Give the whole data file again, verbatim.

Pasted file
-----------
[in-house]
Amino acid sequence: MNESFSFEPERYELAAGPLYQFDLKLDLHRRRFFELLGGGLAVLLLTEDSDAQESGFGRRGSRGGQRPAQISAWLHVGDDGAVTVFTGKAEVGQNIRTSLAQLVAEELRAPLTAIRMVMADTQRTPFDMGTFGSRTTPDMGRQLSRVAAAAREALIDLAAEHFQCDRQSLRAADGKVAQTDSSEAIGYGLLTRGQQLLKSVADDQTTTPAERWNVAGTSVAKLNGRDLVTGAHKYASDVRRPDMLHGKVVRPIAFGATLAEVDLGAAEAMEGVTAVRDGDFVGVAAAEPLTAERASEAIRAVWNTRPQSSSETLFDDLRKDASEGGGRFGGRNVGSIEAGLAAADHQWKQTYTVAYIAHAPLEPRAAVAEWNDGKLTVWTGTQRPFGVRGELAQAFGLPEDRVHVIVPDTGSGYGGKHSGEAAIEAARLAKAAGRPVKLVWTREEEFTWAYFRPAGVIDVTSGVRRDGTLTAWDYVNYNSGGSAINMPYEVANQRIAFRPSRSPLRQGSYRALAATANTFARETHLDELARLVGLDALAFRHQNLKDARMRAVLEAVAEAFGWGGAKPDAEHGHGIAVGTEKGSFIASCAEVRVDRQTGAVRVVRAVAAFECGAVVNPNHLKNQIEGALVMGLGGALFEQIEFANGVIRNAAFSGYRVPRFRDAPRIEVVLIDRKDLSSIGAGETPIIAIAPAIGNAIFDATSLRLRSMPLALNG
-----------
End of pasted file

[in-house]
Amino acid sequence: MNESFSFEPERYELAAGPLYQFDLKLDLHRRRFFELLGGGLAVLLLTEDSDAQESGFGRRGSRGGQRPAQISAWLHVGDDGAVTVFTGKAEVGQNIRTSLAQLVAEELRAPLTAIRMVMADTQRTPFDMGTFGSRTTPDMGRQLSRVAAAAREALIDLAAEHFQCDRQSLRAADGKVAQTDSSEAIGYGLLTRGQQLLKSVADDQTTTPAERWNVAGTSVAKLNGRDLVTGAHKYASDVRRPDMLHGKVVRPIAFGATLAEVDLGAAEAMEGVTAVRDGDFVGVAAAEPLTAERASEAIRAVWNTRPQSSSETLFDDLRKDASEGGGRFGGRNVGSIEAGLAAADHQWKQTYTVAYIAHAPLEPRAAVAEWNDGKLTVWTGTQRPFGVRGELAQAFGLPEDRVHVIVPDTGSGYGGKHSGEAAIEAARLAKAAGRPVKLVWTREEEFTWAYFRPAGVIDVTSGVRRDGTLTAWDYVNYNSGGSAINMPYEVANQRIAFRPSRSPLRQGSYRALAATANTFARETHLDELARLVGLDALAFRHQNLKDARMRAVLEAVAEAFGWGGAKPDAEHGHGIAVGTEKGSFIASCAEVRVDRQTGAVRVVRAVAAFECGAVVNPNHLKNQIEGALVMGLGGALFEQIEFANGVIRNAAFSGYRVPRFRDAPRIEVVLIDRKDLSSIGAGETPIIAIAPAIGNAIFDATSLRLRSMPLALNG